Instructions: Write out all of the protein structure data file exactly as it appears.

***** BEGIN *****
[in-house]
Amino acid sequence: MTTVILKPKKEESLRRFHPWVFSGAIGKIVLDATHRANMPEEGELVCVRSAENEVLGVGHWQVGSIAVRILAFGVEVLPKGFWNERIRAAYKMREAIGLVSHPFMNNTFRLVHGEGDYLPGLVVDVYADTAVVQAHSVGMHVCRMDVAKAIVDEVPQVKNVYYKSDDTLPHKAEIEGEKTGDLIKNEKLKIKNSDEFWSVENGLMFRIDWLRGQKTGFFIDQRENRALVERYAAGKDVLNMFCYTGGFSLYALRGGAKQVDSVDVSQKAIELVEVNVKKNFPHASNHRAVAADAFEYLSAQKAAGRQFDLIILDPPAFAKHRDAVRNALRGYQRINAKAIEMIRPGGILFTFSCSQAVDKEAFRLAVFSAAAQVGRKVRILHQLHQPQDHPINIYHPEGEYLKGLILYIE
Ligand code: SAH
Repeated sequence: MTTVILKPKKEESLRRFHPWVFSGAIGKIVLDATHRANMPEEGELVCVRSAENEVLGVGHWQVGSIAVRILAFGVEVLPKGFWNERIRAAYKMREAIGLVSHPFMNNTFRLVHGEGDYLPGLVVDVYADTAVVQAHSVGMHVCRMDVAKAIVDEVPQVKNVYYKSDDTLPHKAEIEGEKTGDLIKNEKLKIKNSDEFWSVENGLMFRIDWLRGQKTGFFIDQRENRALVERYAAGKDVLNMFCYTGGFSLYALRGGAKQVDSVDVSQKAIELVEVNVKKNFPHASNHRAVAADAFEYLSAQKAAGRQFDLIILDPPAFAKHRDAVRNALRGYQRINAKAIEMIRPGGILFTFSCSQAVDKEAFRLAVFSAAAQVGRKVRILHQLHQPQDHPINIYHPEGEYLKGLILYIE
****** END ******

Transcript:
[in-house]
Amino acid sequence: MTTVILKPKKEESLRRFHPWVFSGAIGKIVLDATHRANMPEEGELVCVRSAENEVLGVGHWQVGSIAVRILAFGVEVLPKGFWNERIRAAYKMREAIGLVSHPFMNNTFRLVHGEGDYLPGLVVDVYADTAVVQAHSVGMHVCRMDVAKAIVDEVPQVKNVYYKSDDTLPHKAEIEGEKTGDLIKNEKLKIKNSDEFWSVENGLMFRIDWLRGQKTGFFIDQRENRALVERYAAGKDVLNMFCYTGGFSLYALRGGAKQVDSVDVSQKAIELVEVNVKKNFPHASNHRAVAADAFEYLSAQKAAGRQFDLIILDPPAFAKHRDAVRNALRGYQRINAKAIEMIRPGGILFTFSCSQAVDKEAFRLAVFSAAAQVGRKVRILHQLHQPQDHPINIYHPEGEYLKGLILYIE
Ligand code: SAH
Repeated sequence: MTTVILKPKKEESLRRFHPWVFSGAIGKIVLDATHRANMPEEGELVCVRSAENEVLGVGHWQVGSIAVRILAFGVEVLPKGFWNERIRAAYKMREAIGLVSHPFMNNTFRLVHGEGDYLPGLVVDVYADTAVVQAHSVGMHVCRMDVAKAIVDEVPQVKNVYYKSDDTLPHKAEIEGEKTGDLIKNEKLKIKNSDEFWSVENGLMFRIDWLRGQKTGFFIDQRENRALVERYAAGKDVLNMFCYTGGFSLYALRGGAKQVDSVDVSQKAIELVEVNVKKNFPHASNHRAVAADAFEYLSAQKAAGRQFDLIILDPPAFAKHRDAVRNALRGYQRINAKAIEMIRPGGILFTFSCSQAVDKEAFRLAVFSAAAQVGRKVRILHQLHQPQDHPINIYHPEGEYLKGLILYIE